Even having acquired a suite of emotional management techniques for conventions, there are times when I decide to stay home. This past year I stayed home a lot. It was what I needed to do. I’ll be staying home again in September when Howard goes to Worldcon. The primary reason for this is bad timing, Worldcon lands the week after my kids start school. They need me at home to provide stability. There is a lesser, but still significant reason as well; Worldcon has been really rough for me the last two times I went. I’ve spent a couple of years stepping back and figuring out which emotional strings to disconnect so that the event will no longer turn me into knots. The process is not complete, but I think it will be by 2014, so perhaps I’ll attend Worldcon then. There are other shows I’ve skipped and been glad that I did. Sometimes staying home is the right answer.
The thing I have to remember is that my presence at a conference changes that conference. I add something to it by being there. This is hard to realize because the conventions and conferences are big and it is very obvious that I am irrelevant to most of the people there. All that accumulated irrelevance is what sends me into spirals of self doubt. Yet I never know when a comment or class from me will be the piece that another person desperately needs. Sometimes I never find out that I helped another person, other times I get to see it happen. I love when I get to see it, but I have to remember that these effects are often invisible. I can’t help others if I don’t show up.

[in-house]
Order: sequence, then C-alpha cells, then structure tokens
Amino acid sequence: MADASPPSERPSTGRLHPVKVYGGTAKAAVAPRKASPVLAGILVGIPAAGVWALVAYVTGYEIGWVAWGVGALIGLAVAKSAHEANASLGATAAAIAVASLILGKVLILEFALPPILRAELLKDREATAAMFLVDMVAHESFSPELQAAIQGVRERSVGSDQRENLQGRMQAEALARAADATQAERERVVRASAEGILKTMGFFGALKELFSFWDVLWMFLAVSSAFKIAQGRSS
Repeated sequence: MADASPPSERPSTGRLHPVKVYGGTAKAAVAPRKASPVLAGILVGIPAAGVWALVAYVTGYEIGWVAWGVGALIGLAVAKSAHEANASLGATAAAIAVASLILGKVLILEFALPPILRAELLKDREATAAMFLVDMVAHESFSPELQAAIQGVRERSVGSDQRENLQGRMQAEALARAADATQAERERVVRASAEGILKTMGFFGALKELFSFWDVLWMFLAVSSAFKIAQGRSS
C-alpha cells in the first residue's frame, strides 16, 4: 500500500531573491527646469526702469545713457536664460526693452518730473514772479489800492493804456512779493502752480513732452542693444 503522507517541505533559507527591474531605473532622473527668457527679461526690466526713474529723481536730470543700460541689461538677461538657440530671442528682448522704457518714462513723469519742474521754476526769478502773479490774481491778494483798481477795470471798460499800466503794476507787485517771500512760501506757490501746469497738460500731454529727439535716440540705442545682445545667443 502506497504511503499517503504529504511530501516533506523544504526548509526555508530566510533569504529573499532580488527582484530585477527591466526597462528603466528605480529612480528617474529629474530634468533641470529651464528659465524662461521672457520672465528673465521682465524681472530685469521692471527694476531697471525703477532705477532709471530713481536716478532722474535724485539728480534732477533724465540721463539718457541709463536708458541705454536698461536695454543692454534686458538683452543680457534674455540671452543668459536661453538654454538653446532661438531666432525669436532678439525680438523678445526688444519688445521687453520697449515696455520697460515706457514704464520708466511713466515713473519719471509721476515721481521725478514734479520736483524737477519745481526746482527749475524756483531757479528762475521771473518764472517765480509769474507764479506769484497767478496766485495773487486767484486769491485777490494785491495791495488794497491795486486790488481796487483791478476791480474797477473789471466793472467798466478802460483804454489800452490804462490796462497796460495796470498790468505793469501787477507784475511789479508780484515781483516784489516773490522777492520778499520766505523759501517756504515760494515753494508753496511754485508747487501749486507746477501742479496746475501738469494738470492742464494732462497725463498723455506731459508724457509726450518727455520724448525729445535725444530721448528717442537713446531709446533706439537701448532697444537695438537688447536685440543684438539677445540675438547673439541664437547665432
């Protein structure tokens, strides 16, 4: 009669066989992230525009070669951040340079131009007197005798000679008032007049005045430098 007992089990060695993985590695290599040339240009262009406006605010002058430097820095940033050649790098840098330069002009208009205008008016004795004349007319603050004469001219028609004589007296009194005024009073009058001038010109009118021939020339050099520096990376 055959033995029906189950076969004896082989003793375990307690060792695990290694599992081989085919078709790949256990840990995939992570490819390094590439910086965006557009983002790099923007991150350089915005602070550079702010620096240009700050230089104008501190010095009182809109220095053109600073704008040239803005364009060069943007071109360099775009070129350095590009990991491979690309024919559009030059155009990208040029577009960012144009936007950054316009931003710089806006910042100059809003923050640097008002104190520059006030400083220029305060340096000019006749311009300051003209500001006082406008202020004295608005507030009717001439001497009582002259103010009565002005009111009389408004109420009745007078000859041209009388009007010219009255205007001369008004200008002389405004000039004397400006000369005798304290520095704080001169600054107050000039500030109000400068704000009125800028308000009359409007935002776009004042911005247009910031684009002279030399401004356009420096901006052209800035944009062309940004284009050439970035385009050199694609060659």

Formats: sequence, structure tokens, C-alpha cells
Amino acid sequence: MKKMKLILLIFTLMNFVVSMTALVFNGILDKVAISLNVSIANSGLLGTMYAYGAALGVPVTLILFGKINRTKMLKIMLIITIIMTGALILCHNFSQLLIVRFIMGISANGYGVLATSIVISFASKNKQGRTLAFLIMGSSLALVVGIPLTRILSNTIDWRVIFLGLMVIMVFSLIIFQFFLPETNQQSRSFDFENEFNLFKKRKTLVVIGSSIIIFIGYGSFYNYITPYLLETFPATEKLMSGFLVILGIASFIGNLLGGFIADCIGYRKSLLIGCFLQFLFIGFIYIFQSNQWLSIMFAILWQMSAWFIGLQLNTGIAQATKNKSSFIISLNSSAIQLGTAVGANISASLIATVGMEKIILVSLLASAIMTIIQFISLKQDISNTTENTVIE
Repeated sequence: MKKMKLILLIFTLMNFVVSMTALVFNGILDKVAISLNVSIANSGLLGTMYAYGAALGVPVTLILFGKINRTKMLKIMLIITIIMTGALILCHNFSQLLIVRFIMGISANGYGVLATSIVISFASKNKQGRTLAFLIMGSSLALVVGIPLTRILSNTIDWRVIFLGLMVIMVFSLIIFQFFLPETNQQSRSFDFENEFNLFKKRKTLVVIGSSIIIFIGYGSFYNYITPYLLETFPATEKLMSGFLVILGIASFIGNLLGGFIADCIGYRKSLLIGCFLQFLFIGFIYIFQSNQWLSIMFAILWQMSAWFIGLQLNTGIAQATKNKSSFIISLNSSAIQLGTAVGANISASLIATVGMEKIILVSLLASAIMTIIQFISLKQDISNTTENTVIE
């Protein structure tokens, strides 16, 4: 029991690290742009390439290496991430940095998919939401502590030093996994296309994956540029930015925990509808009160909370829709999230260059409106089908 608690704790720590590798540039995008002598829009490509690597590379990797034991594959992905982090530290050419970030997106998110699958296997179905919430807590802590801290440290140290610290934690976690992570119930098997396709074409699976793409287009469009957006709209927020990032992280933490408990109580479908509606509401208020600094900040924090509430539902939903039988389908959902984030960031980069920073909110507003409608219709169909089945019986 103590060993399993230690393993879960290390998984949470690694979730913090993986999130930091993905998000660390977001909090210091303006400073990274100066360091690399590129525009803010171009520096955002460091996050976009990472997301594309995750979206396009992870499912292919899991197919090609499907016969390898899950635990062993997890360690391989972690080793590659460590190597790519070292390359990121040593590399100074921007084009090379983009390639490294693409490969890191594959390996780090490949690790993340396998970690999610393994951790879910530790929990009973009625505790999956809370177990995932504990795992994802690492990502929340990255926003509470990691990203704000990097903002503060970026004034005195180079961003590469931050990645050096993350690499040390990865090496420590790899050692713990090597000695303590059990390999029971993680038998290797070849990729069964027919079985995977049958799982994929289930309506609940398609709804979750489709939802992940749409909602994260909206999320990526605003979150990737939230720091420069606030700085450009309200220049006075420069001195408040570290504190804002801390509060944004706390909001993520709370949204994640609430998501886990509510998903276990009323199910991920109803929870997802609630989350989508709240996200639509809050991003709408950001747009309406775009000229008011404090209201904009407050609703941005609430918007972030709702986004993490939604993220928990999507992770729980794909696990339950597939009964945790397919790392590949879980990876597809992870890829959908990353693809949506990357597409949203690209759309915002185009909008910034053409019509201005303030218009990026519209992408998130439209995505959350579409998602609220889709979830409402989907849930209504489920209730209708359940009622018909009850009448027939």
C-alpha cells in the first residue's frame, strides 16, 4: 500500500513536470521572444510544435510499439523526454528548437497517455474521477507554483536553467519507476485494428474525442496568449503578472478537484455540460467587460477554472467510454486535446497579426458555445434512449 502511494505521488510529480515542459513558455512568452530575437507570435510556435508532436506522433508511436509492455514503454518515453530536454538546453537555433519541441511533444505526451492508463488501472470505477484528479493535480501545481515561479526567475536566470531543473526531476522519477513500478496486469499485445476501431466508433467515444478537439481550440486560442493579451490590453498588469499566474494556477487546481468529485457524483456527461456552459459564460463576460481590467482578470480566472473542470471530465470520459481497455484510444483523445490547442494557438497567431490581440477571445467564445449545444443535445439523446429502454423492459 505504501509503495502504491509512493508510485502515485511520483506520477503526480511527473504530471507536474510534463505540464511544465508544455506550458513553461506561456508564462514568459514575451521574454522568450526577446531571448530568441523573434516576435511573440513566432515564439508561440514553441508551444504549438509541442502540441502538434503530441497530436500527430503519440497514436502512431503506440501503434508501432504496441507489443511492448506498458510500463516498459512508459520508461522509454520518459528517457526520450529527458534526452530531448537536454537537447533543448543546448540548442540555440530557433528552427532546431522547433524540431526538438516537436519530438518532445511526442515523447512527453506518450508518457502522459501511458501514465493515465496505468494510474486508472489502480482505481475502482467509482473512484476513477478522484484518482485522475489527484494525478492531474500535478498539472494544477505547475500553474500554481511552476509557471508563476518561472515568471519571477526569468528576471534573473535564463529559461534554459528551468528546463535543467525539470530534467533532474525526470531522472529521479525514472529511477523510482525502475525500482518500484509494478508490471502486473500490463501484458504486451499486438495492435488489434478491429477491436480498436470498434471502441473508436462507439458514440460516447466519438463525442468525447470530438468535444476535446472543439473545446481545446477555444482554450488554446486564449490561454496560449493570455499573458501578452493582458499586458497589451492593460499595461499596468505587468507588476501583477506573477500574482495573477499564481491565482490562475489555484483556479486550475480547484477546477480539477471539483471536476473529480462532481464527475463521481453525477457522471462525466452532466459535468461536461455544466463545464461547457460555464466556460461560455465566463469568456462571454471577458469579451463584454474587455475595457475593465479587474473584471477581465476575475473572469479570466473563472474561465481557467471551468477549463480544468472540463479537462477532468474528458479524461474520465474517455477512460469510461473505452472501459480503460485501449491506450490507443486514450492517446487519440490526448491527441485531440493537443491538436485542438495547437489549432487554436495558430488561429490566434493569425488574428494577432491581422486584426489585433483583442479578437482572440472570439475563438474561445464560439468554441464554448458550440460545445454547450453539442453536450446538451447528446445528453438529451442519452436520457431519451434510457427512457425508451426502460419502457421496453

In the next year I’ll be venturing forth more, at least I think I will. I have to consider each event individually to decide whether going is right for me.
This morning I’m thinking about The Doctor’s speech about time during the episode Blink. It is all about how time is wibbley wobbley Timey Wimey. My brain adds that to The Doctor’s insistence that some points are fixed in time and unchangeable. My life is like that. There are some spots that are fixed, usually not by me and definitely not to my convenience. They are events that can’t be moved like graduation ceremonies, birthdays, or school performances. Everything else wibbles and wobbles its way around those fixed points. Usually I can see the fixed points coming from a long way away and adjust to make space for them. These next two weeks are like a slalom course of fixed points. The opportunities to forget something important arrive daily. My lists are my friends right now.
On the other hand, it is 8 am and I’ve already completed the things that absolutely had to be done before 9 am. So maybe we can manage it all if we just do one thing at a time.
These are my things, not all of my things, because I know I am forgetting some of them. I’m pretty sure the kid leaving junior high also has some things, but I haven’t seen that list of events, so I don’t know what they are or where they fit.